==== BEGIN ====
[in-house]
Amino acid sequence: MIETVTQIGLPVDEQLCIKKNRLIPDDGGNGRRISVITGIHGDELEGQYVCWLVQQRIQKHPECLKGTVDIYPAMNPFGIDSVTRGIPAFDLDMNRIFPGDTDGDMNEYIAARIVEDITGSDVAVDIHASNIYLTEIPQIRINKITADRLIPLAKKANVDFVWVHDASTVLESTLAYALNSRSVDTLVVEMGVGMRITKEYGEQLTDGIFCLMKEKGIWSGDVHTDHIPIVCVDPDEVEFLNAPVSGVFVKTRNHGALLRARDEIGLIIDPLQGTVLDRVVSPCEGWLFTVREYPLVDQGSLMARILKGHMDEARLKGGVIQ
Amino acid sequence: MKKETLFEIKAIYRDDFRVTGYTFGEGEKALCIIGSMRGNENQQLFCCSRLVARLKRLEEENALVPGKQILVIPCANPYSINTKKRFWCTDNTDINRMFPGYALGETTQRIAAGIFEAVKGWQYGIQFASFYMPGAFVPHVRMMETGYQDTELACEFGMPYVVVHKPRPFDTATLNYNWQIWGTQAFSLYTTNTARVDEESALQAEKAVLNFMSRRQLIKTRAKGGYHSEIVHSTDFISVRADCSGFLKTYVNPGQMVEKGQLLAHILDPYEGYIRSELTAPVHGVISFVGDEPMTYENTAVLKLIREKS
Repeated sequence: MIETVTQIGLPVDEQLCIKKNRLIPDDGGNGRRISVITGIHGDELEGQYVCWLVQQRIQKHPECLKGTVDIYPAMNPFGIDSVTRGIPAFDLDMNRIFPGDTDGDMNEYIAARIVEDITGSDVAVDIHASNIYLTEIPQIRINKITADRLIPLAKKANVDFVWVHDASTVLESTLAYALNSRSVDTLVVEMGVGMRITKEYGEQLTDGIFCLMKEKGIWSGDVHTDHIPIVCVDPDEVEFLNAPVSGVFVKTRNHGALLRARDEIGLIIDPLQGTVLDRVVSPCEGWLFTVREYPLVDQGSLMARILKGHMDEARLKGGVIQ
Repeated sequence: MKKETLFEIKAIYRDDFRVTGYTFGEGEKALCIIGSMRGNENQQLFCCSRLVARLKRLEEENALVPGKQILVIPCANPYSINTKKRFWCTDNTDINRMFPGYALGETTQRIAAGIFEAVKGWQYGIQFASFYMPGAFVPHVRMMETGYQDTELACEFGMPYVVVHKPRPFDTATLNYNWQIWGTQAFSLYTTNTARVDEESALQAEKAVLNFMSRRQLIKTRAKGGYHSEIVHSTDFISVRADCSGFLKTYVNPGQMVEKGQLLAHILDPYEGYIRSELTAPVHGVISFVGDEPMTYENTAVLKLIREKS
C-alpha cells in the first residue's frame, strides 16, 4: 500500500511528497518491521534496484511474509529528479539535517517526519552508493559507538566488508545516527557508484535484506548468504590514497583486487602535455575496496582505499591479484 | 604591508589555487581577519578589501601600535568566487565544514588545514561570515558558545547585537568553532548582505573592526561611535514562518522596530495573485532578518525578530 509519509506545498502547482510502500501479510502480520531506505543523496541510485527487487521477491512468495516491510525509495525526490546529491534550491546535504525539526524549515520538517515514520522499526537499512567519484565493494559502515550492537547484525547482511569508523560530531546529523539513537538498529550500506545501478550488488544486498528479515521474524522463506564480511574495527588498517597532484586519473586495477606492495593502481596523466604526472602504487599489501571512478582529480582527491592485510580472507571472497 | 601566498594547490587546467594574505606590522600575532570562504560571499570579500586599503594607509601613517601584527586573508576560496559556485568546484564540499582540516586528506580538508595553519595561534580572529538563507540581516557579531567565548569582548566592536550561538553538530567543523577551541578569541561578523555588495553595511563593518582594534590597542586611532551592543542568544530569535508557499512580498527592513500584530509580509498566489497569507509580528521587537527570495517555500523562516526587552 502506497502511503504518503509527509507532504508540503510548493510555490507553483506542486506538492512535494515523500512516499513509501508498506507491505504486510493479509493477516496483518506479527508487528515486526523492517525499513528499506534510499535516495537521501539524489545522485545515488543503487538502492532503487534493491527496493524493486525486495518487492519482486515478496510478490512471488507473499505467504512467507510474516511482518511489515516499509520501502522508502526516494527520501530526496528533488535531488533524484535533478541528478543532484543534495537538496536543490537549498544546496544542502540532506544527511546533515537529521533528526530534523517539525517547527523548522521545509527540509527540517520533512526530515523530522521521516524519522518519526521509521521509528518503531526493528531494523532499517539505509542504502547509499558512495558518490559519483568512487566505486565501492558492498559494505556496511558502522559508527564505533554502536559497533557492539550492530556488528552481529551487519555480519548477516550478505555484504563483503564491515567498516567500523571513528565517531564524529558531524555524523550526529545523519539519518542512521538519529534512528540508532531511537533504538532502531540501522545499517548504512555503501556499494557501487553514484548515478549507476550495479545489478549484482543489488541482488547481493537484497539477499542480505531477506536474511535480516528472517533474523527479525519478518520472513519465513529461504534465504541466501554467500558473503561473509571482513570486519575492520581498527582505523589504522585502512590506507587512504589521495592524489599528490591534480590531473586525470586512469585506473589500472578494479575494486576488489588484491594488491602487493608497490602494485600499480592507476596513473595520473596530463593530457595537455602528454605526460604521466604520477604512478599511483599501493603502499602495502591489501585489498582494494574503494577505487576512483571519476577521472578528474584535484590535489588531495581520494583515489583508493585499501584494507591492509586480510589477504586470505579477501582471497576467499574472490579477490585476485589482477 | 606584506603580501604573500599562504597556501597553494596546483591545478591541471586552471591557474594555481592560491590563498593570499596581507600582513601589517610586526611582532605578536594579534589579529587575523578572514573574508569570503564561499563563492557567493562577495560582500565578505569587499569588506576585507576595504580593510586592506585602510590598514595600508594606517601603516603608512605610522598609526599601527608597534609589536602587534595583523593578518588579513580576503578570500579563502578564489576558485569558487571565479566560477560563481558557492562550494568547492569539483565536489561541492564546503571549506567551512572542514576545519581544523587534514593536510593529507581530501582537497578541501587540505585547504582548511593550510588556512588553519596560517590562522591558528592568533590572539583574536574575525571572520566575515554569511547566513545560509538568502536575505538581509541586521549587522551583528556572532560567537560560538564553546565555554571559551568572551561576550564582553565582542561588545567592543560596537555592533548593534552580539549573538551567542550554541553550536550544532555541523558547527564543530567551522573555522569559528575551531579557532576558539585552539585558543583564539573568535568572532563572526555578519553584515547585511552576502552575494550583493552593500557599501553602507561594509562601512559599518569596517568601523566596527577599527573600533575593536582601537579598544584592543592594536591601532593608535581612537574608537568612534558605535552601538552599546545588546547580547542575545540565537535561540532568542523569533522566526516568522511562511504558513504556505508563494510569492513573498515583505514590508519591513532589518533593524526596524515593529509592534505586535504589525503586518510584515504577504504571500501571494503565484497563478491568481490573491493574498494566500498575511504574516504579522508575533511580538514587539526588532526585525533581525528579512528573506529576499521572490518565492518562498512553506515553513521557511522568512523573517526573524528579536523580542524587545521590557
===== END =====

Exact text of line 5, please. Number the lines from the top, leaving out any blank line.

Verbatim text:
Repeated sequence: MKKETLFEIKAIYRDDFRVTGYTFGEGEKALCIIGSMRGNENQQLFCCSRLVARLKRLEEENALVPGKQILVIPCANPYSINTKKRFWCTDNTDINRMFPGYALGETTQRIAAGIFEAVKGWQYGIQFASFYMPGAFVPHVRMMETGYQDTELACEFGMPYVVVHKPRPFDTATLNYNWQIWGTQAFSLYTTNTARVDEESALQAEKAVLNFMSRRQLIKTRAKGGYHSEIVHSTDFISVRADCSGFLKTYVNPGQMVEKGQLLAHILDPYEGYIRSELTAPVHGVISFVGDEPMTYENTAVLKLIREKS